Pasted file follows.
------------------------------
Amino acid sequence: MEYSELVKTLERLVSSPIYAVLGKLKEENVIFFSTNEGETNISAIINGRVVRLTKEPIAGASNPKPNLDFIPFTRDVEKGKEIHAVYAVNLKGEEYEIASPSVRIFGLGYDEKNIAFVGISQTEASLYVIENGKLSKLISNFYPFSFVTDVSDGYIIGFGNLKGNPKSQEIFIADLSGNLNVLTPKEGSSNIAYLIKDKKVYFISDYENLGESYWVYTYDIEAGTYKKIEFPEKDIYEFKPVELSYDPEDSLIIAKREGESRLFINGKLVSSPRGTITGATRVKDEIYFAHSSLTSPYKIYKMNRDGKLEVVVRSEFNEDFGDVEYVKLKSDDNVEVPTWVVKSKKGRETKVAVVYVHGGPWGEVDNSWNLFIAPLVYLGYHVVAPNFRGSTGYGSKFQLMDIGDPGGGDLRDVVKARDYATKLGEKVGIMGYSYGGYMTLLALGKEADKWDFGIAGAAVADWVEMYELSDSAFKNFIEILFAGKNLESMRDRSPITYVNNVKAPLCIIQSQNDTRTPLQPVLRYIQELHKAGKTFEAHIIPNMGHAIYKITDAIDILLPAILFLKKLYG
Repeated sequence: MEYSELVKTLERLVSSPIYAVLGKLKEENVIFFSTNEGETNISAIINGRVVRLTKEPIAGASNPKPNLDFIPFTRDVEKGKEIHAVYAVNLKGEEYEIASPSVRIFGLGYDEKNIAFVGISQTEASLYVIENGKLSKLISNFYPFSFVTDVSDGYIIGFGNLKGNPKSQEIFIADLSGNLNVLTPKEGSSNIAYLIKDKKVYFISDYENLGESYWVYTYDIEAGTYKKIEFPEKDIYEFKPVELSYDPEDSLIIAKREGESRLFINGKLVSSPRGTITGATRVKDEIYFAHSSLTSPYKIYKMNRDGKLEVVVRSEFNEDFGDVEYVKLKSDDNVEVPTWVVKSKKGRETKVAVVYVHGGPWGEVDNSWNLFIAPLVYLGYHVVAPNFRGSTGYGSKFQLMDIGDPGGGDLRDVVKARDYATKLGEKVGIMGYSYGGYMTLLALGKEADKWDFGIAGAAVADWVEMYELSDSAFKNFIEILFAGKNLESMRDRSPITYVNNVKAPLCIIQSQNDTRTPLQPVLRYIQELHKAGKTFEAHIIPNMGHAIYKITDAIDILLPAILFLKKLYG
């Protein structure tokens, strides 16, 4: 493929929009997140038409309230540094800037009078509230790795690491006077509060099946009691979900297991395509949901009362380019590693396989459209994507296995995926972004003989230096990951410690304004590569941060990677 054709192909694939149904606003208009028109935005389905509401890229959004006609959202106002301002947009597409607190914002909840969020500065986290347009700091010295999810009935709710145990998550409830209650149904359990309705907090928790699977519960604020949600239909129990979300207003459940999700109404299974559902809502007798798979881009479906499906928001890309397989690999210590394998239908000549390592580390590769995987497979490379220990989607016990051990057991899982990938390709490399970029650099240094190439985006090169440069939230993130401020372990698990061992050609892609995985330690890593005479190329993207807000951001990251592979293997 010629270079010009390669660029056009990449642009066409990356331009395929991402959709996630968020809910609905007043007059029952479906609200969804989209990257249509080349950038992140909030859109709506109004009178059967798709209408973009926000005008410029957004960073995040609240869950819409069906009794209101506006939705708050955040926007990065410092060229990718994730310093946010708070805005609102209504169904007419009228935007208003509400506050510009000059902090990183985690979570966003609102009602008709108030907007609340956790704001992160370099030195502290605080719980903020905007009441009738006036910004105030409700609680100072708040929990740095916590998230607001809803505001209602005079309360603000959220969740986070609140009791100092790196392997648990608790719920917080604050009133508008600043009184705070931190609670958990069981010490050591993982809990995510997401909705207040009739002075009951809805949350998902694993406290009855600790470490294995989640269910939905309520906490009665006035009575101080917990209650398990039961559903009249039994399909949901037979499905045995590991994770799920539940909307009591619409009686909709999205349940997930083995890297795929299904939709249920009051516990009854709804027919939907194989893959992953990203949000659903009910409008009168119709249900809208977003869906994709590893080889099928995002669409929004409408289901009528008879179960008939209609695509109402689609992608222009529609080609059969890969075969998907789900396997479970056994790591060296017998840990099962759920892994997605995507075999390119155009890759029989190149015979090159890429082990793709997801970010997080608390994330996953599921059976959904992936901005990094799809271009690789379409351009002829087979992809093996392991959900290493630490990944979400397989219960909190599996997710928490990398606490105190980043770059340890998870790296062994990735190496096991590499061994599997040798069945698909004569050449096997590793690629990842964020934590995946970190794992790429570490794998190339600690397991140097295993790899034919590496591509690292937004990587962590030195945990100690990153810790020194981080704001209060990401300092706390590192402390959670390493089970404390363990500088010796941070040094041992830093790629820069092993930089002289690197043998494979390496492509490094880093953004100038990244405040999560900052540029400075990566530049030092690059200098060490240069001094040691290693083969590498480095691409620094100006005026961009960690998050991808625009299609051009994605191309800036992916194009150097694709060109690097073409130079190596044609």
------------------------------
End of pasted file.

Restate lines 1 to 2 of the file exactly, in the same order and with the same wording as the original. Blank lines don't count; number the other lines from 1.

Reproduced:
Amino acid sequence: MEYSELVKTLERLVSSPIYAVLGKLKEENVIFFSTNEGETNISAIINGRVVRLTKEPIAGASNPKPNLDFIPFTRDVEKGKEIHAVYAVNLKGEEYEIASPSVRIFGLGYDEKNIAFVGISQTEASLYVIENGKLSKLISNFYPFSFVTDVSDGYIIGFGNLKGNPKSQEIFIADLSGNLNVLTPKEGSSNIAYLIKDKKVYFISDYENLGESYWVYTYDIEAGTYKKIEFPEKDIYEFKPVELSYDPEDSLIIAKREGESRLFINGKLVSSPRGTITGATRVKDEIYFAHSSLTSPYKIYKMNRDGKLEVVVRSEFNEDFGDVEYVKLKSDDNVEVPTWVVKSKKGRETKVAVVYVHGGPWGEVDNSWNLFIAPLVYLGYHVVAPNFRGSTGYGSKFQLMDIGDPGGGDLRDVVKARDYATKLGEKVGIMGYSYGGYMTLLALGKEADKWDFGIAGAAVADWVEMYELSDSAFKNFIEILFAGKNLESMRDRSPITYVNNVKAPLCIIQSQNDTRTPLQPVLRYIQELHKAGKTFEAHIIPNMGHAIYKITDAIDILLPAILFLKKLYG
Repeated sequence: MEYSELVKTLERLVSSPIYAVLGKLKEENVIFFSTNEGETNISAIINGRVVRLTKEPIAGASNPKPNLDFIPFTRDVEKGKEIHAVYAVNLKGEEYEIASPSVRIFGLGYDEKNIAFVGISQTEASLYVIENGKLSKLISNFYPFSFVTDVSDGYIIGFGNLKGNPKSQEIFIADLSGNLNVLTPKEGSSNIAYLIKDKKVYFISDYENLGESYWVYTYDIEAGTYKKIEFPEKDIYEFKPVELSYDPEDSLIIAKREGESRLFINGKLVSSPRGTITGATRVKDEIYFAHSSLTSPYKIYKMNRDGKLEVVVRSEFNEDFGDVEYVKLKSDDNVEVPTWVVKSKKGRETKVAVVYVHGGPWGEVDNSWNLFIAPLVYLGYHVVAPNFRGSTGYGSKFQLMDIGDPGGGDLRDVVKARDYATKLGEKVGIMGYSYGGYMTLLALGKEADKWDFGIAGAAVADWVEMYELSDSAFKNFIEILFAGKNLESMRDRSPITYVNNVKAPLCIIQSQNDTRTPLQPVLRYIQELHKAGKTFEAHIIPNMGHAIYKITDAIDILLPAILFLKKLYG